I wasn’t born in the west. I didn’t grow up hunting the mountains. I grew up just like many of you, pursuing whitetails in the Midwest. I would sit in my tree-stand and create virtual bucket lists of western hunts I wanted to pursue. I liked the idea of mountain hunting; the physical aspect, the excuse it provided one to explore country he or she may never see from a road or trail, and the unique archery opportunities it presented.
Eventually, I moved to Bozeman, Montana; a community of climbers, skiers, hunters, and all-around outdoor enthusiasts. Here, I got a crash course in mountain hunting. I was surrounded by people with a strong affinity for the mountains, folks that were, and still are, combining their hunting and mountaineering skills. One such person is Steven Drake. Steven and I have spent many days in the mountains together, each day successful in the sense that we learned something new about the game we pursue, our gear, or even the habits of other hunters and recreationists.
This is what we’ve learned, and what we wish we knew during our first mountain hunts:
1. Google Earth can be deceiving.
The mountains are always taller, steeper, and the terrain less navigable than it appears virtually. Always. For a more realistic perspective on your hunting area, adjust the terrain exaggeration in your Google Earth preferences to 1.3-1.5.
2. Locate areas not navigable by horseback.
Many focus on getting away from the road but forget horseback trails can have a similar effect on game movements. Natural sanctuaries often exist away from these trails, sometimes requiring a arduous bushwhack or climb to reach.
3. The grass isn’t always greener.
Simply because one hiked 12 miles into the backcountry doesn’t always mean they will be more successful than if they had only hiked 1-2 miles. In some instances, yes. However, it’s increasingly difficult to out hike other hunters. Backcountry hunting has been glorified. What has happened? These backcountry areas are sometimes more crowded than the areas closer to the trailhead. Don’t overlook some of these smaller areas, areas with underestimated potential that may be difficult to access due to their physical nature (deadfall, river crossing, rocky terrain, etc).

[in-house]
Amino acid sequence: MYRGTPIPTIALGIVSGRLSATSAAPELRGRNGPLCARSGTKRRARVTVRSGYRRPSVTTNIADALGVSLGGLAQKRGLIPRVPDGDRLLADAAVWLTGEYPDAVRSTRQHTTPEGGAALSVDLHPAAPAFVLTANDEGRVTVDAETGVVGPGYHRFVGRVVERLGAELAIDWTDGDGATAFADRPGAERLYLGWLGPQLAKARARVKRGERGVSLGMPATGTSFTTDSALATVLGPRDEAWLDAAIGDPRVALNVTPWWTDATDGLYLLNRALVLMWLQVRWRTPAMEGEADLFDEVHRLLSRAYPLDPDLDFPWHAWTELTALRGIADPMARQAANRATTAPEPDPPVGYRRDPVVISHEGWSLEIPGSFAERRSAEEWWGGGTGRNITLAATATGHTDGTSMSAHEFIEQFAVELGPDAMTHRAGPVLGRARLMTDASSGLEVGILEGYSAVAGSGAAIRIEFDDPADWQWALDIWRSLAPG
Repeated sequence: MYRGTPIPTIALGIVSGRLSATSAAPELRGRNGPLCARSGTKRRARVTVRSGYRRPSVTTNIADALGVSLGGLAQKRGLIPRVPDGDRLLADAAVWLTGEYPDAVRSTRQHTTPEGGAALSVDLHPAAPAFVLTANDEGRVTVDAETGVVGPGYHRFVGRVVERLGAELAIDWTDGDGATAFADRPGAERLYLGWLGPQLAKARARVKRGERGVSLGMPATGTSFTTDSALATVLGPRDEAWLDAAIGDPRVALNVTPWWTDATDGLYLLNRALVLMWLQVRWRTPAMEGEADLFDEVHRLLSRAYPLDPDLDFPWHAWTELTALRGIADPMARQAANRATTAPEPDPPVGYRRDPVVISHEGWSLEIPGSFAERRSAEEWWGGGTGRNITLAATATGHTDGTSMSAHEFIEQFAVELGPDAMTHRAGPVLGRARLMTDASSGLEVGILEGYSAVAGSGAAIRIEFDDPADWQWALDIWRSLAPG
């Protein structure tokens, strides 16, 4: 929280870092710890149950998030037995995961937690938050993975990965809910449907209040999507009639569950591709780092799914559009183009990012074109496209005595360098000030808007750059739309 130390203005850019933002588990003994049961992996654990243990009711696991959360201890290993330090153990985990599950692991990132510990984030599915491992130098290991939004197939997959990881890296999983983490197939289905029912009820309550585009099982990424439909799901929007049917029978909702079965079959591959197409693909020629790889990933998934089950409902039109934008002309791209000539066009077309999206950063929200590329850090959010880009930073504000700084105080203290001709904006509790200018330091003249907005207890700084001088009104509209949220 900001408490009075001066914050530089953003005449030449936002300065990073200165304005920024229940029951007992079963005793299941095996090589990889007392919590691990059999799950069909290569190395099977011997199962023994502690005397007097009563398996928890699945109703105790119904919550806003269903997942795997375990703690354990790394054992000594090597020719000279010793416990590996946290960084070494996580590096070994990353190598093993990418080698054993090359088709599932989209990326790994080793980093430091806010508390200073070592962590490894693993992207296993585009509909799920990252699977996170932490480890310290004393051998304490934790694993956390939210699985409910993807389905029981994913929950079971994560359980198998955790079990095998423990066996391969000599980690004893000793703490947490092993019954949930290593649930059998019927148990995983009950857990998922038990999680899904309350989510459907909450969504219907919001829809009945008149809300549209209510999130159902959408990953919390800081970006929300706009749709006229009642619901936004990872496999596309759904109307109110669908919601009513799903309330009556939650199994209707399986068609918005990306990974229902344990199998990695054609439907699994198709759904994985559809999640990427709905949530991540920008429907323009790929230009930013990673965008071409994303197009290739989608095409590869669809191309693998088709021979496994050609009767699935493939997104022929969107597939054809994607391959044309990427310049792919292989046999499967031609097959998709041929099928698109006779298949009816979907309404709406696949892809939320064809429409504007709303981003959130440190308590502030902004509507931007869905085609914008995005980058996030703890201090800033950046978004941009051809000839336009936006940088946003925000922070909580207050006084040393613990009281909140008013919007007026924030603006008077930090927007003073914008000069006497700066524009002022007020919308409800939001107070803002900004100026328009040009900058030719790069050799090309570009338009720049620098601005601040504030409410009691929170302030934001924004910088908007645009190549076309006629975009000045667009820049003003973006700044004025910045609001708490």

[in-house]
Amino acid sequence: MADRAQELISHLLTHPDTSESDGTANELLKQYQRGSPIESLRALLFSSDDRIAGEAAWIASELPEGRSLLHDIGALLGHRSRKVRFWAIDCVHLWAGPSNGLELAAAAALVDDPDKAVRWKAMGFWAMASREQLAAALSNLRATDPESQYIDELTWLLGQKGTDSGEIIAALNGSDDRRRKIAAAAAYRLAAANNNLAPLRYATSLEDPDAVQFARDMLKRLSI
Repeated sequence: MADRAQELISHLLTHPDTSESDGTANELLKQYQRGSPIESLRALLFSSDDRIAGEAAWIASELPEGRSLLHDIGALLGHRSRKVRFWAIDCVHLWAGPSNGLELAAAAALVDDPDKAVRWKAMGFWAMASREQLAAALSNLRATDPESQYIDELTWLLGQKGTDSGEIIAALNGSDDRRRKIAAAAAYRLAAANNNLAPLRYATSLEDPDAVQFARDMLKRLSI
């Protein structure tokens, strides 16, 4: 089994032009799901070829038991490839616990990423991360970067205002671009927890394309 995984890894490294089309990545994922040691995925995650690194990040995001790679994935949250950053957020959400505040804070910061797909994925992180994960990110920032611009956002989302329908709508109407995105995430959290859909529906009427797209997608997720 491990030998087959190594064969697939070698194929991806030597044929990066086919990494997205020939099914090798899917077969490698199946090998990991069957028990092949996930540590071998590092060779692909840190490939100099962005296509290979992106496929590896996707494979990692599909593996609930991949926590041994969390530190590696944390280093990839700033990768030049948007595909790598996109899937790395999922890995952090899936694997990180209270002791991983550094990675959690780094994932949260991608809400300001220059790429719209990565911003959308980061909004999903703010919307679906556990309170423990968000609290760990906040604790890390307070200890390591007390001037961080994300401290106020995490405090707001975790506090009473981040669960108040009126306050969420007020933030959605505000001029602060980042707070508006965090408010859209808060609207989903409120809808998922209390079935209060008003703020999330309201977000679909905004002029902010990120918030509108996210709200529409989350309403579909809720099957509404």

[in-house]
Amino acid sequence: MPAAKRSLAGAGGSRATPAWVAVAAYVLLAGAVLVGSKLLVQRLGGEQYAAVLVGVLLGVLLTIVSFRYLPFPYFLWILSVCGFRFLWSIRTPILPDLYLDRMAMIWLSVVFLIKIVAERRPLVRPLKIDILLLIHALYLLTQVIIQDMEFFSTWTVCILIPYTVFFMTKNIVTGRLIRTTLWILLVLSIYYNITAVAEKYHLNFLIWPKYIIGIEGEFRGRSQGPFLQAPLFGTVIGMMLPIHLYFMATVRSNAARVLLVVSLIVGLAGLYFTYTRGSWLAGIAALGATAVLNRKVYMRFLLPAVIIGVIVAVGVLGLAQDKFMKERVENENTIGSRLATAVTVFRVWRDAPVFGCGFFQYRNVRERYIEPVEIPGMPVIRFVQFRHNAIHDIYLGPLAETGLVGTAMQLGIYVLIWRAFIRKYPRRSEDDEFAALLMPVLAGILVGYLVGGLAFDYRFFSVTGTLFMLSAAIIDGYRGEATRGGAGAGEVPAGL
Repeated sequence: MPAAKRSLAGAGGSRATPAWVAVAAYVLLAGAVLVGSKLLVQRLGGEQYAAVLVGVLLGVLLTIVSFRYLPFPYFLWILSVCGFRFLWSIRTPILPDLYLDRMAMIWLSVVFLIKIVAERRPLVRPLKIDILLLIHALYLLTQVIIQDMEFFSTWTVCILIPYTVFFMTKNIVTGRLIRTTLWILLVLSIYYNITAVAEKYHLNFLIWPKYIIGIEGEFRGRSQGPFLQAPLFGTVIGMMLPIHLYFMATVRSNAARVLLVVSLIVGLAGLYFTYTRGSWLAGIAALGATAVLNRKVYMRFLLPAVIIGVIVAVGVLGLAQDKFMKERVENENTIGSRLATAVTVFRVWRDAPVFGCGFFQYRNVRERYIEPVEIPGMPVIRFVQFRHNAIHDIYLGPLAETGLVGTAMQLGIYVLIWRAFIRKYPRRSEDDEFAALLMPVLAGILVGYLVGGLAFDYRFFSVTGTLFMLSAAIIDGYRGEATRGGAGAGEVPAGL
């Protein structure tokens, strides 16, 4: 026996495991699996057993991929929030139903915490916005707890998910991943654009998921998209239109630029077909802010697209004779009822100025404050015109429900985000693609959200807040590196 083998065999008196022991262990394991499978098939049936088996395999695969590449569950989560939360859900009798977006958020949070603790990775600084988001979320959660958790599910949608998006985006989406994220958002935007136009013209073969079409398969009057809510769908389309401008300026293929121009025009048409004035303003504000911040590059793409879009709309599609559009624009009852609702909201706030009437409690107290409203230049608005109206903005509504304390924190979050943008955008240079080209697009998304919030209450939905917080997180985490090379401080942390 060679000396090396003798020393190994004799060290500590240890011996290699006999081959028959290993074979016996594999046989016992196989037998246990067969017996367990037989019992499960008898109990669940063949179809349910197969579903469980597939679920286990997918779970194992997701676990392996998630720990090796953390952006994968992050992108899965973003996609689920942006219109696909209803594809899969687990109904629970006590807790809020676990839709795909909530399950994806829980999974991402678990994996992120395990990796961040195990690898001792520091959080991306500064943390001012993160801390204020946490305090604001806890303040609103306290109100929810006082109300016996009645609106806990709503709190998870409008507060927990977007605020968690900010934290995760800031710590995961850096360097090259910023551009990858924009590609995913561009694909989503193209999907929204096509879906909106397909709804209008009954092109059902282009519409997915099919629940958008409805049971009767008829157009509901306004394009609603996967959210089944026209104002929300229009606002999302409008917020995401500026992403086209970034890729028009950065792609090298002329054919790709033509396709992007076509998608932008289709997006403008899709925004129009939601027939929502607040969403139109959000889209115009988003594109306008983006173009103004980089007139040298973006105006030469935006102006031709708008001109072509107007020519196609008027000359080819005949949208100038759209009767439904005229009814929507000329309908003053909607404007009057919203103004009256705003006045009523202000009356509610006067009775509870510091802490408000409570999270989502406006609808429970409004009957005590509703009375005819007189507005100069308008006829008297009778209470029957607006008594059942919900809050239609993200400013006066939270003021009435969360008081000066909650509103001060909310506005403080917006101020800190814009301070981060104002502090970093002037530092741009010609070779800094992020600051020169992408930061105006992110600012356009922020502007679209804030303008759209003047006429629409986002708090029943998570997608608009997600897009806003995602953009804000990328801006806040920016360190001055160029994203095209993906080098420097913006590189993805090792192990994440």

4. Practice shooting steep uphill and downhill angles.
These shots are common, and learning how to maintain consistent form in these scenarios not only increases one’s chance of success, but is ethical as well.
5. Learn the thermals.
One can often beat an animal’s eyes and ears, but the nose is a tough opponent. Thermals rise in the morning and fall in the evening, and the wind is often inconsistent during these periods. Waiting for the wind to stabilize, and learning how the wind moves through an area can be very powerful.
6. Take a reference photo.
In today’s smart phone era it’s easy to take a photo of the country you plan to execute a stalk through. One’s perspective of an animal’s location often changes drastically throughout a stalk, and having a photo can be beneficial in identifying landmarks and sticking to a pre-determined route.
7. Time your approach.
Some areas hold game early in the season but are void later on, and vice versa. Learn where the animals rut, where they migrate through, and where they go post-rut, or during certain weather scenarios. Boots on the ground, networking with other hunters, and speaking with biologists are all ways to answer these questions.
8. Stay in touch.
Even when you’re off the grid, stay in touch with friends and family via a Garmin inReach or SPOT satellite GPS messenger. These devices give your loved ones peace of mind when you’re out by enabling two way text messaging anywhere. The inReach and SPOT can signal a SOS message contacting the nearest search and rescue, and if you find yourself with a animal down you can message your hunting buddies for help on the pack out, which has proven useful for us on multiple occasions.
9. Utilize alternative transportation.
Mountain bikes, battery bikes, skis, and other forms of transportation can allow one to access country quicker and with less physical effort, allowing one to spend more time in their hunting area, time that can be crucial on a short day or weekend hunt.